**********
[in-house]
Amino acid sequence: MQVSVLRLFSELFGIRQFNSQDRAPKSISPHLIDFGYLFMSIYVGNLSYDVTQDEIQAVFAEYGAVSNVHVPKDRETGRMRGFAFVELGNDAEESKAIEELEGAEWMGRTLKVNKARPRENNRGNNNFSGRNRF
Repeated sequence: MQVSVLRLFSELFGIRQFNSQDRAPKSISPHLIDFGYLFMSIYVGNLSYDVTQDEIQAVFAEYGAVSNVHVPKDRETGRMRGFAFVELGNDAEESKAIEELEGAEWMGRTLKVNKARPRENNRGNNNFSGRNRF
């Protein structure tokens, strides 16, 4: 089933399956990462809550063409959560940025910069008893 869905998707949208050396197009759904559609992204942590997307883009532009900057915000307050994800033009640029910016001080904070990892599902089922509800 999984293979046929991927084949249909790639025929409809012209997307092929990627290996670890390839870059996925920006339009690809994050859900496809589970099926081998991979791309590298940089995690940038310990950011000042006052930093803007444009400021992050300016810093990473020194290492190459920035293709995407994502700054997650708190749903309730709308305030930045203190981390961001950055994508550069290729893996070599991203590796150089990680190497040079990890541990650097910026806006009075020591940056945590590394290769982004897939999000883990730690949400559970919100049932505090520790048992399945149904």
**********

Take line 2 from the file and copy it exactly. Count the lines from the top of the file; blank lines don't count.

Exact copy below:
Amino acid sequence: MQVSVLRLFSELFGIRQFNSQDRAPKSISPHLIDFGYLFMSIYVGNLSYDVTQDEIQAVFAEYGAVSNVHVPKDRETGRMRGFAFVELGNDAEESKAIEELEGAEWMGRTLKVNKARPRENNRGNNNFSGRNRF